This show has been transcribed. What does that mean in terms of old time radio? How did OTR work back then? In the the days before magnetic tape, producers of the 30s, 40s and even into the 50s, had to record their programs. This blog is on how the magic was done.
First let’s start with the definition of transcription. It is the process by which genetic information represented by a sequence of DNA nucleotides is copied into newly synthesized molecules of RNA, with the DNA serving as a template. Or, another way to say it, it is a written or recorded representation of something.
So our transcription in terms of radio, actually means, that it was recorded to a disc. “Recorded” was a term that was known, of course, but not used very much in Radio’s Golden Age. During the era, it was also considered very important to distinguish which shows went out live and which weren’t. So, if a show was transcribed it was announced as such. Live shows were considered the Cadillac and transcribed programs the Hyundai. The “transcription taboo” was purely a network thing. Syndication stations had no other method but transcriptions to get their shows. With the development of high-fidelity magnetic tape in the years following World War II recordings became accepted.
Transcriptions, in the early days, were done using a cutting lathe and acetate discs. Programs were normally recorded at 331⁄3 rpm on 16 inch records. When cutting a disc the vacuum from a water aspirator was used to pick up the waste material and deposit it in a water-filled bottle. In addition to convenience, this served a safety purpose, as the cellulose nitrate thread was highly flammable and a loose accumulation of it combusted violently if ignited.
Most broadcasts were recorded in a studio or a network-owned station. These places might have four or more lathes. Two were required to capture a program longer than 15 minutes. Without at least two lathes, content would be lost while discs were flipped over or changed. When a number of copies of a transcription were required, as for the distribution of a syndicated program, they were produced by the same process used to make ordinary records.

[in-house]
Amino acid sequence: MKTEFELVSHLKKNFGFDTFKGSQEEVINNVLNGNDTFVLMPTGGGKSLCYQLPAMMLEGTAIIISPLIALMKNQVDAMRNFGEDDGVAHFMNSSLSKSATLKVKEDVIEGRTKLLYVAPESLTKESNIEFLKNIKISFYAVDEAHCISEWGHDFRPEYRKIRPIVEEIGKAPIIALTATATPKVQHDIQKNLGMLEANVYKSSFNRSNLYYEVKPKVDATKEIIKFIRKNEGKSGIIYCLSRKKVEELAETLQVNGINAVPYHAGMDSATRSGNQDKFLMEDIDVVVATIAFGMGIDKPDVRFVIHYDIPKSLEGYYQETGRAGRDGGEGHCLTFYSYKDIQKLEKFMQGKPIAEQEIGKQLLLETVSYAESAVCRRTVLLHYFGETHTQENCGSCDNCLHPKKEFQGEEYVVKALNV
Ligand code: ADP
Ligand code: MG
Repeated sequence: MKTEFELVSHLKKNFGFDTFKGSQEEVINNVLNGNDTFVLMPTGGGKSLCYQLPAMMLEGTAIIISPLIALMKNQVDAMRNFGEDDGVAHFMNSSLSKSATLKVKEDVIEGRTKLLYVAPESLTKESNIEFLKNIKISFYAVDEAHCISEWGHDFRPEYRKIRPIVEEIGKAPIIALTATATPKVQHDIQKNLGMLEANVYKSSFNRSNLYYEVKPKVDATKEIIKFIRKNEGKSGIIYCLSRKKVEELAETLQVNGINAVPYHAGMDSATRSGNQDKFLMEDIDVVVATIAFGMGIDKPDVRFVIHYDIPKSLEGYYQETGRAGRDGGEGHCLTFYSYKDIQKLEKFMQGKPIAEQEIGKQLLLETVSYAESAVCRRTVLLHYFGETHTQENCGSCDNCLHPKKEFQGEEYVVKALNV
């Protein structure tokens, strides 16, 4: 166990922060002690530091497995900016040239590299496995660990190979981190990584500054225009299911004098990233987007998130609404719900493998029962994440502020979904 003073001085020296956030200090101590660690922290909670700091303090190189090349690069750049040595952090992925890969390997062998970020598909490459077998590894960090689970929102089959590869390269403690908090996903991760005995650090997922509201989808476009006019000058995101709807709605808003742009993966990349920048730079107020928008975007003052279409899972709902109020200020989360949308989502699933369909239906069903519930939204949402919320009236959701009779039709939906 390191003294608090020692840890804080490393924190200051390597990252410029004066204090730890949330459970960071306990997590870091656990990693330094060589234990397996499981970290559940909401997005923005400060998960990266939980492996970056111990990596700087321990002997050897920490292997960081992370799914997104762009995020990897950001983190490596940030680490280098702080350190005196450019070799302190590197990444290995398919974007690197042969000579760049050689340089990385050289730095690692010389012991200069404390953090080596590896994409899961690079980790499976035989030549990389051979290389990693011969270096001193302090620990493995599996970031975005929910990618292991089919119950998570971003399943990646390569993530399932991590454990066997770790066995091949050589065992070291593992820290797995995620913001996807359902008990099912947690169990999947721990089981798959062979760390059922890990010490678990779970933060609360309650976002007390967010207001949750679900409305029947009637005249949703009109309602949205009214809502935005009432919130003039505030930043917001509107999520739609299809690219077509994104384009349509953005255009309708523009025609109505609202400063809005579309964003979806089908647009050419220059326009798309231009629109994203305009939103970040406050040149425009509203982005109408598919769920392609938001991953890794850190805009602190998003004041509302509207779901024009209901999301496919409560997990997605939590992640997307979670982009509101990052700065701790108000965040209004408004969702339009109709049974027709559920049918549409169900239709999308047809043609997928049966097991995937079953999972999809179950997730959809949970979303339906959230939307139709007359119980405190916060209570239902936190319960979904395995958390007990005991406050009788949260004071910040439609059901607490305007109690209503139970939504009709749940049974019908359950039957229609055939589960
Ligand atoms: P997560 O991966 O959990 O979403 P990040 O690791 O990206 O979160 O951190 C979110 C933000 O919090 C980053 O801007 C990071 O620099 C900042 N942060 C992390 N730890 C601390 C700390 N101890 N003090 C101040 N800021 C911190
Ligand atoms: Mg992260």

So, there you have the process on how transcription worked. Some of these huge discs remain out there and can be purchased as memorabilia. You probably would find it very difficult finding a player for these monsters. But hey, they do look quite impressive on a wall.
This Week’s Podcast:
On Thursday’s podcast we will present a brand new western series to Ron’s Amazing Stories. It is a classic and you won’t want to miss this debut. It is called Frontier Town and made its run in 1949. The show ran for 47 episodes and was canceled because it was transcribed. It was aired in syndication on different stations on different days and different times. Bottom-line, it was impossible to follow.
You can listen to this podcast this Thursday (11/12) at Ron’s Amazing Stories, download it from iTunes, stream it on TuneIn Radio or listen on your radio Friday night at 8pm Eastern time. Check your local listing or find the station closest to you at this link.
November 5 – GE Theater presents: The Tokin
November 12 – A western round-up with Frontier Town.
November 19 – We will have a replay for Thanksgiving Break
November 26 – Author Louisa Oakley Green (Horror Express #10?)